Cortical Control of Skilled Hand Function
My main scientific interest is to understand the cerebral control of hand and finger movements in humans and in non-human primate models.
This interest is prompted by the need to understand why hand and finger movements are particularly affected by damage to the cortex, and its major descending pathways, for instance as a result of stroke, spinal injury, motor neurone disease or cerebral palsy.
Sensorimotor control systems show marked differences across species, reflecting different capacities and skills. We have conducted a number of studies showing major differences between the corticospinal system of different primate and rodent species.
We have provided evidenced that macaque monkeys provide the best available animal model for the human sensorimotor system controlling the hand. Our work has provided important evidence that direct cortico-motoneuronal (CM) projections from primary motor cortex to spinal motoneurons are particularly important for the performance of skilled hand and finger movements in primates.
We have also studied visuomotor control of the CM system. We have characterised the cortico-cortical pathways which allow visual information about the shape, size and other properties of graspable objects to modulate corticospinal outputs from primary motor cortex (M1).
We have also studied the brain mechanisms involved in tool use by non-human primates, and in particular how corticospinal and CM activity contributes to tool use. In a long-term collaboration with Atsushi Iriki and Cathy Price, we have carried out a number of voxel-based morphometry studies of the acquisition of tool-using skills by macaques and marmosets.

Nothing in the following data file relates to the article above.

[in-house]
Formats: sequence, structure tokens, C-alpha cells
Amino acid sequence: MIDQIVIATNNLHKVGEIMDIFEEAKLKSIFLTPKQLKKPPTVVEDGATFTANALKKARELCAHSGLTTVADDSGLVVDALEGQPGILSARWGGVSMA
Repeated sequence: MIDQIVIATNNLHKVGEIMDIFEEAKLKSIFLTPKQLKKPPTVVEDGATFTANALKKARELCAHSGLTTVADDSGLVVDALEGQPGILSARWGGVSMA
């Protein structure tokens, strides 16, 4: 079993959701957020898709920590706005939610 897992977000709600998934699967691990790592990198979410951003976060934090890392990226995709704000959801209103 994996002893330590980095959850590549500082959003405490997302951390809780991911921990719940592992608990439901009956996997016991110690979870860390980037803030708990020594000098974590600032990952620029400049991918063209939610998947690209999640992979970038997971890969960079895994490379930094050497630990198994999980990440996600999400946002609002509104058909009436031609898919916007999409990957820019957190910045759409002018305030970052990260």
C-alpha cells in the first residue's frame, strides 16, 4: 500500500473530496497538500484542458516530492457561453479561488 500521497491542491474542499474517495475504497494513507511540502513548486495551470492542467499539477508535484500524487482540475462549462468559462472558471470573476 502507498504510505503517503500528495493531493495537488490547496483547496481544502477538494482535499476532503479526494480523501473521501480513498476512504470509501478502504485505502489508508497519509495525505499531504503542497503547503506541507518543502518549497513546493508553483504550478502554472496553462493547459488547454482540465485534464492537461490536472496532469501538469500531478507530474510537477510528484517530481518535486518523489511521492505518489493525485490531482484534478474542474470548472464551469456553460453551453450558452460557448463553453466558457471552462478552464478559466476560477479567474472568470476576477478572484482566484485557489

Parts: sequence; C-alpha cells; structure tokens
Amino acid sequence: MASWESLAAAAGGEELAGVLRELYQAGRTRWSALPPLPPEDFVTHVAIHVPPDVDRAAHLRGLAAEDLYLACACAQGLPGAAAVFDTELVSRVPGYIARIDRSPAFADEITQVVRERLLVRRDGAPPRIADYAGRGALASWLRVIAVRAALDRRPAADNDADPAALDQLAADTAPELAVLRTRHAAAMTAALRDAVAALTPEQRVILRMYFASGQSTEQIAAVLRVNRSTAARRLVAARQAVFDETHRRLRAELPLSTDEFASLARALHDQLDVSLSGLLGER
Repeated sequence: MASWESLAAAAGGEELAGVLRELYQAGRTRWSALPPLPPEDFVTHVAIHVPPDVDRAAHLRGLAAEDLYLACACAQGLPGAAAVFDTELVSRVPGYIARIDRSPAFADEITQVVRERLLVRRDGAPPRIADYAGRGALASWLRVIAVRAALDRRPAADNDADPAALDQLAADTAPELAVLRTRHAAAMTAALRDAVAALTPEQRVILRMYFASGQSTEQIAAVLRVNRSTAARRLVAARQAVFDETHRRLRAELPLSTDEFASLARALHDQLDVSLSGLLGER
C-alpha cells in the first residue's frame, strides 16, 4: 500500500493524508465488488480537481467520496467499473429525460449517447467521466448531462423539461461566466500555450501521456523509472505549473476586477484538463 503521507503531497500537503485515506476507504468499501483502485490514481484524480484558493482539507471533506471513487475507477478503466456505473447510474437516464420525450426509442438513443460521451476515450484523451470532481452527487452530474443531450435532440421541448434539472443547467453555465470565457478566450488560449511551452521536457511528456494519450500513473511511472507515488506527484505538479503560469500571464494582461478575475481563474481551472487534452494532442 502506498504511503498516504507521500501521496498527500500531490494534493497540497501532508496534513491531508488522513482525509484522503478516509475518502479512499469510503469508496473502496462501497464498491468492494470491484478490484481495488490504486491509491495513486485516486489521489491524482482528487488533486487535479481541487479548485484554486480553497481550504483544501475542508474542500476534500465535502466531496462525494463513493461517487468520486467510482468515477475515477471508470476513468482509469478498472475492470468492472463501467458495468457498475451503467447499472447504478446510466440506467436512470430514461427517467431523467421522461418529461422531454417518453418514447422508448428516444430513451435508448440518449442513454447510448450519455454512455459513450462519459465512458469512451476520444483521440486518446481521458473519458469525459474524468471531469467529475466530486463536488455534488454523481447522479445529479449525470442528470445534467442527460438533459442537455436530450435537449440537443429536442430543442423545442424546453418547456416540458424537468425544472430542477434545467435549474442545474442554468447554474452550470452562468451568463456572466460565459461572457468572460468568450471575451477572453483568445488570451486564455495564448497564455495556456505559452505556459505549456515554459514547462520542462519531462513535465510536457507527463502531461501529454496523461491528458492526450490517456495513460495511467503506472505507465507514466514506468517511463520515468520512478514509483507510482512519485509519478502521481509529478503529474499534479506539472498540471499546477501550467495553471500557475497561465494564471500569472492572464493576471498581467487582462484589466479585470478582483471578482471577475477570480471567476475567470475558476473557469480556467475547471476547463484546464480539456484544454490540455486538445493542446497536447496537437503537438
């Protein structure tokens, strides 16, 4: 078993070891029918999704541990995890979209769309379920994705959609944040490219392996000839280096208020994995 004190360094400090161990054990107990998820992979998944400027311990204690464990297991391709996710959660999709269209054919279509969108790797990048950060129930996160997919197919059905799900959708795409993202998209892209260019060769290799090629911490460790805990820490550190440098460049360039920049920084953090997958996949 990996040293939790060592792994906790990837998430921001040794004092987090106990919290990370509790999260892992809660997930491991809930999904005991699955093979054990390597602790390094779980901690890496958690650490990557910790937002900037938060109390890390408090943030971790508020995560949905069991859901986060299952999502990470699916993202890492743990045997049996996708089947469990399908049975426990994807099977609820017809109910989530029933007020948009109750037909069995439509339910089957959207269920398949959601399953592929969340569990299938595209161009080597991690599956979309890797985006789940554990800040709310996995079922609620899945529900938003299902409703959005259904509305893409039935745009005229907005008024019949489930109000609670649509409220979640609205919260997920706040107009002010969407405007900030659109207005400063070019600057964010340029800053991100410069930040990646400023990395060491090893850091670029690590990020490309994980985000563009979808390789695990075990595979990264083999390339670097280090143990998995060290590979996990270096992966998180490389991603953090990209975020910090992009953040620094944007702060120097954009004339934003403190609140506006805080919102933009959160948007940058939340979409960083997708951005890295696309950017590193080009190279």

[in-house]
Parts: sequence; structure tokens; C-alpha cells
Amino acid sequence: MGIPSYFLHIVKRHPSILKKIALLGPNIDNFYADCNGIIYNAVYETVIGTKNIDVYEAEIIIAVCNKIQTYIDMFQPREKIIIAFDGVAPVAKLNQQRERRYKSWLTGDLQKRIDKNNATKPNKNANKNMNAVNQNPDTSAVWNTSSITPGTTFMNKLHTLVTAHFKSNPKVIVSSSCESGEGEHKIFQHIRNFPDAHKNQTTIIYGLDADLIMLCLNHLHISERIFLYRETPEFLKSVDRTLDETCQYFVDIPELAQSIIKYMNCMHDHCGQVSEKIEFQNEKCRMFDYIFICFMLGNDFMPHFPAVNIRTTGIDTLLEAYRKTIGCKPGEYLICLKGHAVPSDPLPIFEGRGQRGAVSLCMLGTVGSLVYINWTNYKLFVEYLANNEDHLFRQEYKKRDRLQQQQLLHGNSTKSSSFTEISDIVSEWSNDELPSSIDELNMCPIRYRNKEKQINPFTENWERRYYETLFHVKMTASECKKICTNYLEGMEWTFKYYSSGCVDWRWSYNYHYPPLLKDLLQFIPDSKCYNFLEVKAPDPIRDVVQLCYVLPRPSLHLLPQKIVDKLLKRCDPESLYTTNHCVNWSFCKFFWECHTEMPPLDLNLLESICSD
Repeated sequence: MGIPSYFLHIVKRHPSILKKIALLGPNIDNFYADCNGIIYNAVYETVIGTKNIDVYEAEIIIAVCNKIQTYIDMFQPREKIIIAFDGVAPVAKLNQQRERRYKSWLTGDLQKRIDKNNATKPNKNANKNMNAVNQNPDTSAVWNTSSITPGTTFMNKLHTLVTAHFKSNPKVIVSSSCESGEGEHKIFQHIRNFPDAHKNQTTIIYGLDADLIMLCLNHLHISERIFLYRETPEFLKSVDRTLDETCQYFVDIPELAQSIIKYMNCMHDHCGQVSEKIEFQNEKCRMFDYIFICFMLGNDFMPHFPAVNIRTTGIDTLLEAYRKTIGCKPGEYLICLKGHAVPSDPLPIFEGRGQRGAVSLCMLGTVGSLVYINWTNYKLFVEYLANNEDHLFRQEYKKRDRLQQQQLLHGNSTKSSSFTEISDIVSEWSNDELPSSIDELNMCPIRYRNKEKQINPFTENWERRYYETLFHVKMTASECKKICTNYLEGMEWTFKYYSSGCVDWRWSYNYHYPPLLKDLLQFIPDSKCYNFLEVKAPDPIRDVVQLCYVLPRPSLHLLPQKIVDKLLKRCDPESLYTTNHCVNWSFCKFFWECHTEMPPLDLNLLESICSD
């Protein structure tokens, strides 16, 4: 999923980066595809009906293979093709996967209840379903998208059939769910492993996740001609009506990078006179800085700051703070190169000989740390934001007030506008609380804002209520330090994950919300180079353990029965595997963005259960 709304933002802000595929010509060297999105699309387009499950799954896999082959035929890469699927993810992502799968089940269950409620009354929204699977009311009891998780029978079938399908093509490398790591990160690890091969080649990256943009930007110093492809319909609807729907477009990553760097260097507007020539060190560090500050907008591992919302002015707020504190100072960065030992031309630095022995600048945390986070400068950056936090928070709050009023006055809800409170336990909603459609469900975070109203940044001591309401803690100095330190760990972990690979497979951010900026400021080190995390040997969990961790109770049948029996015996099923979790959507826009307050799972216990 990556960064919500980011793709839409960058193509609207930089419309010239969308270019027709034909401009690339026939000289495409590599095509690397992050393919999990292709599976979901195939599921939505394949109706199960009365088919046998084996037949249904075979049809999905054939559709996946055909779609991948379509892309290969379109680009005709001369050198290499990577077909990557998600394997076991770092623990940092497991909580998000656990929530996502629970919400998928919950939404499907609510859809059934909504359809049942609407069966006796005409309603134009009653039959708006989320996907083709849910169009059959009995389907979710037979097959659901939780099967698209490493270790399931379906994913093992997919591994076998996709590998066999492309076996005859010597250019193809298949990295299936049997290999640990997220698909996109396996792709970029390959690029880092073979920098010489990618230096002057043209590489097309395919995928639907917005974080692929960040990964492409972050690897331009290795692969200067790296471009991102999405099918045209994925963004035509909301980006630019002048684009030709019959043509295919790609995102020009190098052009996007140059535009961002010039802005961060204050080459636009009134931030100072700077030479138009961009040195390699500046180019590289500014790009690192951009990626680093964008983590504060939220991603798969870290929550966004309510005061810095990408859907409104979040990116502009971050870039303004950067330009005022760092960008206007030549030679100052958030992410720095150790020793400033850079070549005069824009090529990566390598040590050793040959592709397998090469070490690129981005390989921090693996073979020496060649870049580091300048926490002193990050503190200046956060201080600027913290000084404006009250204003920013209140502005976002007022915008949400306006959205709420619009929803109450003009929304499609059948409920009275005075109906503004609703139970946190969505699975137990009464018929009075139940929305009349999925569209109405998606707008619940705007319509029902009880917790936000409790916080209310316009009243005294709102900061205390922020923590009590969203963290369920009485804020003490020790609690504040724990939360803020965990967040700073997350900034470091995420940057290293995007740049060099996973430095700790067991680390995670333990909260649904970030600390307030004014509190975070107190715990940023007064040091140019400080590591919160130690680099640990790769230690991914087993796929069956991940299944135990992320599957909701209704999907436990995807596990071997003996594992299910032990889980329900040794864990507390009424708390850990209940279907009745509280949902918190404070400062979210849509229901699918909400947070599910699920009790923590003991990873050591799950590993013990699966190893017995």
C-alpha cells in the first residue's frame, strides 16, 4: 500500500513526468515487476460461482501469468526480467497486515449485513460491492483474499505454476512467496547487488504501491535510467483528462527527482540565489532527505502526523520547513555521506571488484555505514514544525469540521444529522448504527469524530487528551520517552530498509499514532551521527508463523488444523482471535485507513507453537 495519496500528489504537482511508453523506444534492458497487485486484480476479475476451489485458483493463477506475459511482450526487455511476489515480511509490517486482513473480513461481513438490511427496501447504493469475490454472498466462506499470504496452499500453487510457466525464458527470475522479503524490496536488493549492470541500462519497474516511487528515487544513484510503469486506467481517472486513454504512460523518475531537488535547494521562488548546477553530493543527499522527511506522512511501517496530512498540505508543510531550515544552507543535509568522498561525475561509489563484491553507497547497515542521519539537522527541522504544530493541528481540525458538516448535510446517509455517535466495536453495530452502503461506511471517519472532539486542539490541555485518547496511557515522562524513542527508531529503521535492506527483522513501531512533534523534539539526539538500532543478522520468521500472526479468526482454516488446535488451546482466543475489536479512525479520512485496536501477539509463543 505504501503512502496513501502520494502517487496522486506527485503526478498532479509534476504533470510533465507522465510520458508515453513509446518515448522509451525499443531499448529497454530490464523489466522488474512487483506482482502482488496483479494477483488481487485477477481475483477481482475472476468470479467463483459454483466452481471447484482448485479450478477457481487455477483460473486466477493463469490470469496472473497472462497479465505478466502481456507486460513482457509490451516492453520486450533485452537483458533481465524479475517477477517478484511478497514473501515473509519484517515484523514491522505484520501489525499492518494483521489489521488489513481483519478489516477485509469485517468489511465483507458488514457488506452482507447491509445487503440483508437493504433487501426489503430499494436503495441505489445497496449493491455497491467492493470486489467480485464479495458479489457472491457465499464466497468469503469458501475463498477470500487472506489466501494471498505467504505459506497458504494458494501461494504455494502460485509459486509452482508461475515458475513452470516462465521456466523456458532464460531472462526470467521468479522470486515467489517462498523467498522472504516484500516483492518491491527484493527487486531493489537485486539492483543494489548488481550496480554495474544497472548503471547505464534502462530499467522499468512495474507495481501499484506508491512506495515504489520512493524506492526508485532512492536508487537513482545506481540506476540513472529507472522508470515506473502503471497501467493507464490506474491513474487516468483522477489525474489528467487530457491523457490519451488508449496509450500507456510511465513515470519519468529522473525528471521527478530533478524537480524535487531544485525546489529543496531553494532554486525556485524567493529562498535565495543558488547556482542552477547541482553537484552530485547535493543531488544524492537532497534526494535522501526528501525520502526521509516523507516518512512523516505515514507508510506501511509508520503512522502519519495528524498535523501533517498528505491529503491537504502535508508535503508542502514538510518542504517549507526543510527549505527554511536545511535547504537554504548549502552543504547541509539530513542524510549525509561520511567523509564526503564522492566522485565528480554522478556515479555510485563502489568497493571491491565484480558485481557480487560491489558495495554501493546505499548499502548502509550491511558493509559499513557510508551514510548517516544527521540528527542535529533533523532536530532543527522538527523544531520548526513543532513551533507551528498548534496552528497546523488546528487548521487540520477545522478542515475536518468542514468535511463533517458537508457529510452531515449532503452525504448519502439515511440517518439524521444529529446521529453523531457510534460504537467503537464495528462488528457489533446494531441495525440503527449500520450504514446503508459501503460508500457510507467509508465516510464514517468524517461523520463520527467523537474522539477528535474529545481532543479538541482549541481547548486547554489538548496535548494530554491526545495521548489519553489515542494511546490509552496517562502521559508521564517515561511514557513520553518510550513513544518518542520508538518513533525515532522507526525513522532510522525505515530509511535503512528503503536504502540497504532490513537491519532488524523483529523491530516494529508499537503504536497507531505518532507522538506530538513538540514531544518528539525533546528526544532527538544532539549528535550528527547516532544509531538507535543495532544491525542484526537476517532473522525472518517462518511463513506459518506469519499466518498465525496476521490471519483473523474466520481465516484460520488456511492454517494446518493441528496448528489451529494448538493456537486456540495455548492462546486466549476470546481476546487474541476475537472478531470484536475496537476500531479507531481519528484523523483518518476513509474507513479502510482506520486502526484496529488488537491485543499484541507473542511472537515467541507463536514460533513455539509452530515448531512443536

I have a long-standing interest in the effects of stroke on hand movement. I am currently involved in a clinical trial, led by Valerie Pomeroy, of the rehabilitative effects and mechanisms of functional strength training on hand use in long-term stroke patients.
Together with Alexander Kraskov, we demonstrated that corticospinal neurons in both M1 and premotor cortex F5 show mirror neuron properties and discovered a particular type of activity, the suppression mirror neuron, which shut down their activity during action observation. This has led to new research led by Alexander Kraskov which is aimed at understanding how self-movement is inhibited during action observation, and the involvement of sub-cortical structures in generation and inhibition of movement.